I miss you, Dad, but it took a beautiful young woman whom I have never met to help me realize just how much. I don’t know her name but still, I consider her a friend. I call her JD (short for Jane Doe which is the way she signed a personal email to me once a while back), and she has a blog called “BeautyBeyondBones” which chronicles her journey out of anorexia, a journey that began at a point when the evil that is anorexia had very nearly claimed her life and surely must have made her Father think his own life wasn’t worth living if he couldn’t help his little girl. I was inspired to write this letter by a recent post on her blog titled “To My Father.”
I am 62 years old and it has been 44 years since your alcoholism took you from us. When you got me a job working on one of your survey crews building part of the Southern Tier Expressway near Olean, NY when I was 17, I used to wake up in the morning and look out the door of my bedroom in the little farmhouse we rented and lived in during the week, and I would see you just waking up yourself, standing in front of the refrigerator and – without ever closing the refrigerator door – you would chug your first (but far from your last) beer of the day. The others would be interspersed with quick shots of whiskey in local bars when you took your ‘breaks.’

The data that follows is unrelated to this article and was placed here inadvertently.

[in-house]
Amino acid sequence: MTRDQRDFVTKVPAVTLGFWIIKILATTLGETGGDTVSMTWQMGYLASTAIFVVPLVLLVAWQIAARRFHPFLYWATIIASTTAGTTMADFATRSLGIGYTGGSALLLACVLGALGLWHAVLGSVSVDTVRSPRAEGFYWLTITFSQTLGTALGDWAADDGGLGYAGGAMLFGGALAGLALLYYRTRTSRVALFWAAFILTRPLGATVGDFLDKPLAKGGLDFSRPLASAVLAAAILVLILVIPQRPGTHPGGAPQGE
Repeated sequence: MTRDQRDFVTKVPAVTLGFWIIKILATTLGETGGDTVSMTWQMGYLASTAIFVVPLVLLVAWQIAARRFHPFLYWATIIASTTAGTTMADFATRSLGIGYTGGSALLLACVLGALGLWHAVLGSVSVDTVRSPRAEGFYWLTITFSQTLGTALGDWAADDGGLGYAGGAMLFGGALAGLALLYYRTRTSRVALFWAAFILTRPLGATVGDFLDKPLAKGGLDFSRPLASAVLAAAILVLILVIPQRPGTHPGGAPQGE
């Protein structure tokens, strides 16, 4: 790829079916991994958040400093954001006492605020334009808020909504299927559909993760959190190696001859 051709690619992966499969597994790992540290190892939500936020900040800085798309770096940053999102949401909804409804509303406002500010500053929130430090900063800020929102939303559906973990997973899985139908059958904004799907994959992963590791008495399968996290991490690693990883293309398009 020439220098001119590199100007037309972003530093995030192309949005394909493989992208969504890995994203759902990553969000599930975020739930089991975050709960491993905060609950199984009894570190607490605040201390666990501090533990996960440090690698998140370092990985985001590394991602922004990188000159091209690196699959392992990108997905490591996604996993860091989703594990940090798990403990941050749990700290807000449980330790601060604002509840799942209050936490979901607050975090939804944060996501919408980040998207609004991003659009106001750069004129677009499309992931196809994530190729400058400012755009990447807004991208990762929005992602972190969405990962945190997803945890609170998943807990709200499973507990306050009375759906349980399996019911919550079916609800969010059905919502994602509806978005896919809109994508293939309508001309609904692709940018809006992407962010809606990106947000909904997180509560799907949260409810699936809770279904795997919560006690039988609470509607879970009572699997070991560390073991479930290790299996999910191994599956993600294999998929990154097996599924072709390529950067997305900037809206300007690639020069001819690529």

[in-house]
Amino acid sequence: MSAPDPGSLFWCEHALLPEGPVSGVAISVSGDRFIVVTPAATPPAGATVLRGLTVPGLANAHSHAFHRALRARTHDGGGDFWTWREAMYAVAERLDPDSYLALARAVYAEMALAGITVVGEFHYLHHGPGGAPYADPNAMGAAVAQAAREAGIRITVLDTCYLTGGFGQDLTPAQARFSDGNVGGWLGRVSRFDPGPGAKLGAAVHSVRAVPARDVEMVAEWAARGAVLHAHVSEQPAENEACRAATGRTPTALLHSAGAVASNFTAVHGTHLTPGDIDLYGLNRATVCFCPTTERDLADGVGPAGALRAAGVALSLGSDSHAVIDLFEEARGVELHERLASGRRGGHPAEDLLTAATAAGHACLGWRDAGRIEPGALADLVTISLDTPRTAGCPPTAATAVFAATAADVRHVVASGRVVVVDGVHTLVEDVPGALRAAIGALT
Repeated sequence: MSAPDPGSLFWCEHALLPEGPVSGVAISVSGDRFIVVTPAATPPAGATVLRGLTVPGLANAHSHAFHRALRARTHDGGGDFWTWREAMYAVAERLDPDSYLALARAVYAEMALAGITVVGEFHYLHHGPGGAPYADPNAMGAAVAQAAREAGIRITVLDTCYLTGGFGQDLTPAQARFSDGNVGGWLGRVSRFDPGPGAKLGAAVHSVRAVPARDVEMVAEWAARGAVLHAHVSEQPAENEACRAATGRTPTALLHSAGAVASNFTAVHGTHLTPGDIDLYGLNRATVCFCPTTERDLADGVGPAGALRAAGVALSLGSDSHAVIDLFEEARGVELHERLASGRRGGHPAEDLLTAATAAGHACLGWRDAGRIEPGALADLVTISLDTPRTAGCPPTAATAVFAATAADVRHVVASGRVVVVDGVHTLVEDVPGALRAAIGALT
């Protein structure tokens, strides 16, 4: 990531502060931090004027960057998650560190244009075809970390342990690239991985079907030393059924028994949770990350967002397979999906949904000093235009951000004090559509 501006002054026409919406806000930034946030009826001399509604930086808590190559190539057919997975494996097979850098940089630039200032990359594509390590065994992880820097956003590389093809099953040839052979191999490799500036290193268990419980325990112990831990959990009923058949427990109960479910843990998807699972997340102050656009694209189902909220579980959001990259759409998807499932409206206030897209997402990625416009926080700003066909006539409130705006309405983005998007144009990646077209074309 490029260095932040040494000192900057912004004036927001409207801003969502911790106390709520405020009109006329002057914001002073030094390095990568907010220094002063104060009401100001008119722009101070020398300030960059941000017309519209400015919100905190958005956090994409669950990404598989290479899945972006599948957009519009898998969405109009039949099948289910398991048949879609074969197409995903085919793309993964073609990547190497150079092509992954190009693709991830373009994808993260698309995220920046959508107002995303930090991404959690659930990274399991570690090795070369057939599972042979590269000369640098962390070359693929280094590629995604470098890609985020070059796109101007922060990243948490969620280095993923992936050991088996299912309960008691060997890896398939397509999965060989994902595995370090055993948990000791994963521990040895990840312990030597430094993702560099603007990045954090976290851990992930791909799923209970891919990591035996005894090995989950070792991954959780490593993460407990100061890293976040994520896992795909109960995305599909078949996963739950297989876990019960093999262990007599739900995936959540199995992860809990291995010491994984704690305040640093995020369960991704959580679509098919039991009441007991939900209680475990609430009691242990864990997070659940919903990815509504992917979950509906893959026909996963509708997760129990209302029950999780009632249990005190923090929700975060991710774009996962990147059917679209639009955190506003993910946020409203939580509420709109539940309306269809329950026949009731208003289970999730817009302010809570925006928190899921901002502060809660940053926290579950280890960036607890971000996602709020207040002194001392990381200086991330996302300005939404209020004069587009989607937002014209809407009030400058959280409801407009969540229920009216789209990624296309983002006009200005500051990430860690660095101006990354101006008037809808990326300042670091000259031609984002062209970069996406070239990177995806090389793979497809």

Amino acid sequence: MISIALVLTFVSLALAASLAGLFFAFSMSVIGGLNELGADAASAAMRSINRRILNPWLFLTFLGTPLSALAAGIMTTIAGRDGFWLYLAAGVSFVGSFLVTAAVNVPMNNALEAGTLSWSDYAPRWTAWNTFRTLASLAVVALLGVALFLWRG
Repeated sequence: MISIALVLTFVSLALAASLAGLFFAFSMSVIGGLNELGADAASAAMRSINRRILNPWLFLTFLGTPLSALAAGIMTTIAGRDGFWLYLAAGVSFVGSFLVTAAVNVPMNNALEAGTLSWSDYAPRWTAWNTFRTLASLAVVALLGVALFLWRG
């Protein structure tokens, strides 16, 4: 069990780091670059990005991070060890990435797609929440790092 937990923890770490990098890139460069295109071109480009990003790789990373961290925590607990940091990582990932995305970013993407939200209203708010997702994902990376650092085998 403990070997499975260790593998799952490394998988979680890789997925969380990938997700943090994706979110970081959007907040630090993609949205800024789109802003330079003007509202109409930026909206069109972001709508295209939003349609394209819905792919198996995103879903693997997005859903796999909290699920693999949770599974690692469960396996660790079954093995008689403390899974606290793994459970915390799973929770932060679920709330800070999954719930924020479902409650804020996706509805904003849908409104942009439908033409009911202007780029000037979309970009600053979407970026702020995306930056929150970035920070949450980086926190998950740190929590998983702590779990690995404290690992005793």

I watched in silent puzzlement, incapable of understanding what makes someone do that, and I remember thinking to myself, “I will never be like that.”
Then a funny thing happened on my own journey to manhood: I became just like that.
It would take decades and a nearly successful suicide attempt for me to finally examine the causes of our addictions, and while we were very different people living in very different worlds, the trigger that sent the bullet of self-destruction careening towards the heart of our lives was: pain.
It’s funny, though, because you had provided me with the answer in a conversation we had before you died, but it would be a conversation that went unheard – and was not understood – until after I read a book in the same hotel room in which I nearly ended my own life.
No, it wasn’t the Bible. Discovering the beauty of those particular words would not come until later, after I had gone to prison.
No, the book I am referring to is “The Greatest Generation” by Tom Brokaw. I had picked it up off the shelf of Mom’s house after she and Roland had passed away, and it stayed on my shelf until I was suddenly faced with the ruination I had wrought upon my life and had the time to read it because, well, pretty much because it was there and I had a lot of time on my hands in those days leading up to my incarceration.
In that book I read stories about men who had fought in World War II. Stories most of them had never told before, and in many cases were revealed to have been responsible for their own alcoholism. Their stories reminded me of the one you told as I approached my 18th birthday in Dunkirk, NY near the end of the Vietnam War. I remember that conversation because it was the only serious, revealing conversation we ever had together.
John and Jim (my brothers) had joined the Air Force and the time when I would be eligible for the draft was rapidly approaching. Because of my ‘mischievous’ nature and the scrapes with the law I had made you all suffer through with me, I think you knew my only option would be the draft, the Army, and the face-to-face jungle fighting I would encounter.